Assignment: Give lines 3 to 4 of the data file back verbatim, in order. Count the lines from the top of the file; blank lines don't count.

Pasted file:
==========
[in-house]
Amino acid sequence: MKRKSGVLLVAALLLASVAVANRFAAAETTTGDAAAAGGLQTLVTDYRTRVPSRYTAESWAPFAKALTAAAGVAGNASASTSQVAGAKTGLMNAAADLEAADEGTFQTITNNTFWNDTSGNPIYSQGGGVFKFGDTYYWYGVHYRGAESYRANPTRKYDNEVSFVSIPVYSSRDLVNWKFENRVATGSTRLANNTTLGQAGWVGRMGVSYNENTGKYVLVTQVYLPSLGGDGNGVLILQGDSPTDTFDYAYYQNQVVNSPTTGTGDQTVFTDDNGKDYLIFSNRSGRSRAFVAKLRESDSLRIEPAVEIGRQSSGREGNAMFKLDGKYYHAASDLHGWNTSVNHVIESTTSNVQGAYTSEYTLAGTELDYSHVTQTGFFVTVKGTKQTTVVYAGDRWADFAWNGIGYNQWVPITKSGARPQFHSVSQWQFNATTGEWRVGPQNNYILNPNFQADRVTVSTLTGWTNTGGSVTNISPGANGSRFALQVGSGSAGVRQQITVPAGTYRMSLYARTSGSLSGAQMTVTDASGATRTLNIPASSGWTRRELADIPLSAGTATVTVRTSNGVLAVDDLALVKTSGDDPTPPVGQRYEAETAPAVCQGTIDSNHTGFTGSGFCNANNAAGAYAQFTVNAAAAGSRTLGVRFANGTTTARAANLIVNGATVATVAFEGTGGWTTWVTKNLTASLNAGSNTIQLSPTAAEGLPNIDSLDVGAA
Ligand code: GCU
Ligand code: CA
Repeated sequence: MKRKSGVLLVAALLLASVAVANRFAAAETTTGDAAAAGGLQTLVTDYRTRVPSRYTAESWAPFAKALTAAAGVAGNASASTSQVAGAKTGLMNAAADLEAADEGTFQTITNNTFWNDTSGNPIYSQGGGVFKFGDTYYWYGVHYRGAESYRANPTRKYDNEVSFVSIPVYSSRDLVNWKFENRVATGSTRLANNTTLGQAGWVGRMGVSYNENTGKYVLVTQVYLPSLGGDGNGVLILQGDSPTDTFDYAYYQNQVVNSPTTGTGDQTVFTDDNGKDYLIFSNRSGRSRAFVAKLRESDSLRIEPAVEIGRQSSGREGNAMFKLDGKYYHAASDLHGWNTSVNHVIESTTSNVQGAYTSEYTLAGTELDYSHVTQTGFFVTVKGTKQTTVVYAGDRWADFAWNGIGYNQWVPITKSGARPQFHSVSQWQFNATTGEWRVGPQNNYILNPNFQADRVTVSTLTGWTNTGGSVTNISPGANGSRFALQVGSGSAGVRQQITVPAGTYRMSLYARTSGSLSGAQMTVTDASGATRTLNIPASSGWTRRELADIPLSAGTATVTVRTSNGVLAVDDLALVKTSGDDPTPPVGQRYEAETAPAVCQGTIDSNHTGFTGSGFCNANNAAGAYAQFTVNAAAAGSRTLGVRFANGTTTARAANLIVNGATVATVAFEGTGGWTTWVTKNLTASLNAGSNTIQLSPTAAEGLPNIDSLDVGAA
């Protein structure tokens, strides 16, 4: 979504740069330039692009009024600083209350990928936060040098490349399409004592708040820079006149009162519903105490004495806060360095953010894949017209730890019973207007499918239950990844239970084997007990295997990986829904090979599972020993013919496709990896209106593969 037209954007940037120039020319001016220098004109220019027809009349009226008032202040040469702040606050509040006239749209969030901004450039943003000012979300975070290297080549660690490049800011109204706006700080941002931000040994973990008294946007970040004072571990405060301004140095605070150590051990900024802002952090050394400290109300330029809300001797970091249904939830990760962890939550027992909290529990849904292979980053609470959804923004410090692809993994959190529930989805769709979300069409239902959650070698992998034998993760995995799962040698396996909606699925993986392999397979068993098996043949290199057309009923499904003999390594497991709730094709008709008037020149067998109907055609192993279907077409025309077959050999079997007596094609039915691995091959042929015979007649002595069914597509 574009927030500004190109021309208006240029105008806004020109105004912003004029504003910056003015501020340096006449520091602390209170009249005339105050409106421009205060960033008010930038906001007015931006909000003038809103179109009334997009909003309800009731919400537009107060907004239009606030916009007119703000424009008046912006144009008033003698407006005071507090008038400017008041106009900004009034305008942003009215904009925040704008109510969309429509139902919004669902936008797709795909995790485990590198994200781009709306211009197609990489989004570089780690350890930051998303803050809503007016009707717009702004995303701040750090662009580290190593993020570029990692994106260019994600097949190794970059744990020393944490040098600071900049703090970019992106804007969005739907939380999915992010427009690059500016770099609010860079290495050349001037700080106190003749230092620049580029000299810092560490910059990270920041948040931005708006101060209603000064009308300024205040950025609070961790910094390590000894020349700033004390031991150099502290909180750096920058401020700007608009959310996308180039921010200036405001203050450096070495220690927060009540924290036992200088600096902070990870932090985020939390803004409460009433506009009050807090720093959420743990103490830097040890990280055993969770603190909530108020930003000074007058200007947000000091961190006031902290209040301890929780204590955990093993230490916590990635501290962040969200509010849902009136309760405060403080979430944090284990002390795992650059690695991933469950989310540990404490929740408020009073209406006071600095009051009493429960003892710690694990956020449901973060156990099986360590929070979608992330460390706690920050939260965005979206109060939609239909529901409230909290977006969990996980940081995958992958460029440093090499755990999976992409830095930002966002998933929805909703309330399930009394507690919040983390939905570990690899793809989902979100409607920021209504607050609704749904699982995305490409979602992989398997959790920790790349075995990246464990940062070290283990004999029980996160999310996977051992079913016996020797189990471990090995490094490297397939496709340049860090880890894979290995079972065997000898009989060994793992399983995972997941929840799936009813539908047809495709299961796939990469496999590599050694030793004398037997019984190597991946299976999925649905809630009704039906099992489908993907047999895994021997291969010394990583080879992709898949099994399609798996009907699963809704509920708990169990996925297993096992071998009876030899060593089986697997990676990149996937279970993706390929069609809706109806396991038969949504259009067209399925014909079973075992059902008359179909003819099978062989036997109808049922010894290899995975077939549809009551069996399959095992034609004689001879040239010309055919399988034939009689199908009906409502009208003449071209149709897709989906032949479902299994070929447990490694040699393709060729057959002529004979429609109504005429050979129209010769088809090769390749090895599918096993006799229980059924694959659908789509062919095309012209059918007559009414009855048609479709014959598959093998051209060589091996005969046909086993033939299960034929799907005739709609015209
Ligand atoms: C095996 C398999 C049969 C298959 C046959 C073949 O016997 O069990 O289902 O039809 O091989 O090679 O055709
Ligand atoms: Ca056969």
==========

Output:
Ligand code: GCU
Ligand code: CA